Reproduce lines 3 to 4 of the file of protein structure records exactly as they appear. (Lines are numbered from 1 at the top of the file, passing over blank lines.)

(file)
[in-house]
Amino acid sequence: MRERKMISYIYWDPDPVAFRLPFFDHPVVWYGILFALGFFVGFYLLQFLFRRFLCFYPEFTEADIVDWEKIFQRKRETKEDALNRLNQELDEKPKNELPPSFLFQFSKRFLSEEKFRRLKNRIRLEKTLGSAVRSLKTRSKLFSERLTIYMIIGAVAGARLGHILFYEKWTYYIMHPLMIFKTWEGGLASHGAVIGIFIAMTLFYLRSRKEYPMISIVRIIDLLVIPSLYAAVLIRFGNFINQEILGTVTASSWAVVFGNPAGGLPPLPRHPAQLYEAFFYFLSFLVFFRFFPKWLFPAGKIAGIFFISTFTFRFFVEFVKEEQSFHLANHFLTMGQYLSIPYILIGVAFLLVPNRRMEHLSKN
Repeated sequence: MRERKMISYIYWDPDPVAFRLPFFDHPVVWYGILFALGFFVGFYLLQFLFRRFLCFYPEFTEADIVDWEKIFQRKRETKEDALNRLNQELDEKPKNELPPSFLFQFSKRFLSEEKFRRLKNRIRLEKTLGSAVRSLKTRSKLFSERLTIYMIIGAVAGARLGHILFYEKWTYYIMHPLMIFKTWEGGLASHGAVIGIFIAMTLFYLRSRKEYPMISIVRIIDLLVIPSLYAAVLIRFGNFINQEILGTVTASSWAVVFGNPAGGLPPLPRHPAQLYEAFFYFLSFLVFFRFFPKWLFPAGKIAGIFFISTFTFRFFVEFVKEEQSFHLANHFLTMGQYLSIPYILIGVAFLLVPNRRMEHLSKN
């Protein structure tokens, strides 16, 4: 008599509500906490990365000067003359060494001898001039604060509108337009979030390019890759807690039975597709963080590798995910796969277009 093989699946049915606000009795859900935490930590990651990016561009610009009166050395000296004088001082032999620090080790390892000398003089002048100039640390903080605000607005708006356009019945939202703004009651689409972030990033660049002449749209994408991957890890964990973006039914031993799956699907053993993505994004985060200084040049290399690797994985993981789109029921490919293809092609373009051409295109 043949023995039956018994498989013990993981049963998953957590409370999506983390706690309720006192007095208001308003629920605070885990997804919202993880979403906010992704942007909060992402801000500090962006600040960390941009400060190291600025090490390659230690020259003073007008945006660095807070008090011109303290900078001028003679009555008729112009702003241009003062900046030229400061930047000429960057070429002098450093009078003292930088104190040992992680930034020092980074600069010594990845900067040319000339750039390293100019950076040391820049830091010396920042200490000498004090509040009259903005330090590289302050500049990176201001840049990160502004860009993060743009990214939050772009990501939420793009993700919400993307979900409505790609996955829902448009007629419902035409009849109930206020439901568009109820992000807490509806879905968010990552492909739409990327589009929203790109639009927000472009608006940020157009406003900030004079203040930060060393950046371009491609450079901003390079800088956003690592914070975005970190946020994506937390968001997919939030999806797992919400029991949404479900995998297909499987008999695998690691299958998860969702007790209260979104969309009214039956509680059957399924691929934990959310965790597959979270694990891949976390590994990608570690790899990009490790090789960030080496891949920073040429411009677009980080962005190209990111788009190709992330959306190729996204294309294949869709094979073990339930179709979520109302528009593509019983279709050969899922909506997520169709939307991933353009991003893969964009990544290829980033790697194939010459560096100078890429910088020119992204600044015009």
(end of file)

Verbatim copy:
Repeated sequence: MRERKMISYIYWDPDPVAFRLPFFDHPVVWYGILFALGFFVGFYLLQFLFRRFLCFYPEFTEADIVDWEKIFQRKRETKEDALNRLNQELDEKPKNELPPSFLFQFSKRFLSEEKFRRLKNRIRLEKTLGSAVRSLKTRSKLFSERLTIYMIIGAVAGARLGHILFYEKWTYYIMHPLMIFKTWEGGLASHGAVIGIFIAMTLFYLRSRKEYPMISIVRIIDLLVIPSLYAAVLIRFGNFINQEILGTVTASSWAVVFGNPAGGLPPLPRHPAQLYEAFFYFLSFLVFFRFFPKWLFPAGKIAGIFFISTFTFRFFVEFVKEEQSFHLANHFLTMGQYLSIPYILIGVAFLLVPNRRMEHLSKN
């Protein structure tokens, strides 16, 4: 008599509500906490990365000067003359060494001898001039604060509108337009979030390019890759807690039975597709963080590798995910796969277009 093989699946049915606000009795859900935490930590990651990016561009610009009166050395000296004088001082032999620090080790390892000398003089002048100039640390903080605000607005708006356009019945939202703004009651689409972030990033660049002449749209994408991957890890964990973006039914031993799956699907053993993505994004985060200084040049290399690797994985993981789109029921490919293809092609373009051409295109 043949023995039956018994498989013990993981049963998953957590409370999506983390706690309720006192007095208001308003629920605070885990997804919202993880979403906010992704942007909060992402801000500090962006600040960390941009400060190291600025090490390659230690020259003073007008945006660095807070008090011109303290900078001028003679009555008729112009702003241009003062900046030229400061930047000429960057070429002098450093009078003292930088104190040992992680930034020092980074600069010594990845900067040319000339750039390293100019950076040391820049830091010396920042200490000498004090509040009259903005330090590289302050500049990176201001840049990160502004860009993060743009990214939050772009990501939420793009993700919400993307979900409505790609996955829902448009007629419902035409009849109930206020439901568009109820992000807490509806879905968010990552492909739409990327589009929203790109639009927000472009608006940020157009406003900030004079203040930060060393950046371009491609450079901003390079800088956003690592914070975005970190946020994506937390968001997919939030999806797992919400029991949404479900995998297909499987008999695998690691299958998860969702007790209260979104969309009214039956509680059957399924691929934990959310965790597959979270694990891949976390590994990608570690790899990009490790090789960030080496891949920073040429411009677009980080962005190209990111788009190709992330959306190729996204294309294949869709094979073990339930179709979520109302528009593509019983279709050969899922909506997520169709939307991933353009991003893969964009990544290829980033790697194939010459560096100078890429910088020119992204600044015009």